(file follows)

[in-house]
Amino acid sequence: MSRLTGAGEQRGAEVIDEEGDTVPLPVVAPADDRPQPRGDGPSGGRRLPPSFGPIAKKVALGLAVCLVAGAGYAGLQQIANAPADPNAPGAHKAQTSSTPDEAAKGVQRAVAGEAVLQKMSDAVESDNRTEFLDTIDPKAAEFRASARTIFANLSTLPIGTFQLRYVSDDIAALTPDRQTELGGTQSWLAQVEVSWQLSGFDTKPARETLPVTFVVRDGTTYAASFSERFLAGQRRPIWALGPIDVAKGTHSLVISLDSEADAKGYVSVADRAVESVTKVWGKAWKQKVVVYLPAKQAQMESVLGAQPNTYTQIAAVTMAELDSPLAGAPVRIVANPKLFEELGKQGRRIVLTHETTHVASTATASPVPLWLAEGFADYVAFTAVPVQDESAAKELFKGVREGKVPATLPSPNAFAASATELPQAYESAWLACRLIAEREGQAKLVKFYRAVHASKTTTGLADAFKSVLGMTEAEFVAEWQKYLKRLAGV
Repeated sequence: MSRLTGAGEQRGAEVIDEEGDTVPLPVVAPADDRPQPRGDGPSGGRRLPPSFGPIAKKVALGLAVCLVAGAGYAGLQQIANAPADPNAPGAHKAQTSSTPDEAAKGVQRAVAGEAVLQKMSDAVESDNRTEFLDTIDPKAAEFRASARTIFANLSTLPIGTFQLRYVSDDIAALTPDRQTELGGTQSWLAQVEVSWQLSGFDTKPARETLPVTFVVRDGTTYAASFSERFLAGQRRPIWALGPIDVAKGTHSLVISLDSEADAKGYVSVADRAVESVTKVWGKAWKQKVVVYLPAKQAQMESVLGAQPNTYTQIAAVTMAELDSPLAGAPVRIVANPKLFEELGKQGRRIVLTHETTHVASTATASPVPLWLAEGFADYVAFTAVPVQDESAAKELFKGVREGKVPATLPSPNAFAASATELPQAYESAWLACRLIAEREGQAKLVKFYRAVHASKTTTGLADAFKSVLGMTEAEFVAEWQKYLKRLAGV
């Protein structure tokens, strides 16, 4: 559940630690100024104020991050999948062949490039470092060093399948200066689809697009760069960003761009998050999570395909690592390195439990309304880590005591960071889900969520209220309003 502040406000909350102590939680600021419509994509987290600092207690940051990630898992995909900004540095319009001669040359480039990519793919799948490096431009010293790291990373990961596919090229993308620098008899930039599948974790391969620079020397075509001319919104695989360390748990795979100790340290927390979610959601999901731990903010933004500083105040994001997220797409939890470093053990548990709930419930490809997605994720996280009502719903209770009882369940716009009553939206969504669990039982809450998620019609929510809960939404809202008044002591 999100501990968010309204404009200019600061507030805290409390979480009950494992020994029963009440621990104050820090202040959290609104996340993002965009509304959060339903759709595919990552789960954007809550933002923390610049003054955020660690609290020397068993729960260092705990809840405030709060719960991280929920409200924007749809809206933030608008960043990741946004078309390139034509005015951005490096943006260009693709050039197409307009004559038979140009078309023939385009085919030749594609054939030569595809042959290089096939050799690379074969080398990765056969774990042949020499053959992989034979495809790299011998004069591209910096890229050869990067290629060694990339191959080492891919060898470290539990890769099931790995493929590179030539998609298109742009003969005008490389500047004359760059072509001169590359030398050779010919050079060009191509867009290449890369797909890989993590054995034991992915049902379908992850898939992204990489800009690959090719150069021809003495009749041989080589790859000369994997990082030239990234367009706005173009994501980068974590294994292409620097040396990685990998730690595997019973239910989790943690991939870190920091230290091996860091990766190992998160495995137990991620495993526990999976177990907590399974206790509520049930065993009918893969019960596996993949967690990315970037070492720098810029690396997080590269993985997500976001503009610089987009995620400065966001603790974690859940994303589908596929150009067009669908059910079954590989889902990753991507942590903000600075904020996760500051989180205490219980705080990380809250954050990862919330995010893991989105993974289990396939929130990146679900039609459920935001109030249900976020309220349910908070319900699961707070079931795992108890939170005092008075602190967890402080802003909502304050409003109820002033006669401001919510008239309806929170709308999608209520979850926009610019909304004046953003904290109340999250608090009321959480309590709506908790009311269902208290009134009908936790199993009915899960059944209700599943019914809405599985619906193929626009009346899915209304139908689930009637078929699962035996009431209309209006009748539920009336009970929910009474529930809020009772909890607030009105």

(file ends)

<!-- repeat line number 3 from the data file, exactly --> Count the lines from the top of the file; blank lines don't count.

Repeated sequence: MSRLTGAGEQRGAEVIDEEGDTVPLPVVAPADDRPQPRGDGPSGGRRLPPSFGPIAKKVALGLAVCLVAGAGYAGLQQIANAPADPNAPGAHKAQTSSTPDEAAKGVQRAVAGEAVLQKMSDAVESDNRTEFLDTIDPKAAEFRASARTIFANLSTLPIGTFQLRYVSDDIAALTPDRQTELGGTQSWLAQVEVSWQLSGFDTKPARETLPVTFVVRDGTTYAASFSERFLAGQRRPIWALGPIDVAKGTHSLVISLDSEADAKGYVSVADRAVESVTKVWGKAWKQKVVVYLPAKQAQMESVLGAQPNTYTQIAAVTMAELDSPLAGAPVRIVANPKLFEELGKQGRRIVLTHETTHVASTATASPVPLWLAEGFADYVAFTAVPVQDESAAKELFKGVREGKVPATLPSPNAFAASATELPQAYESAWLACRLIAEREGQAKLVKFYRAVHASKTTTGLADAFKSVLGMTEAEFVAEWQKYLKRLAGV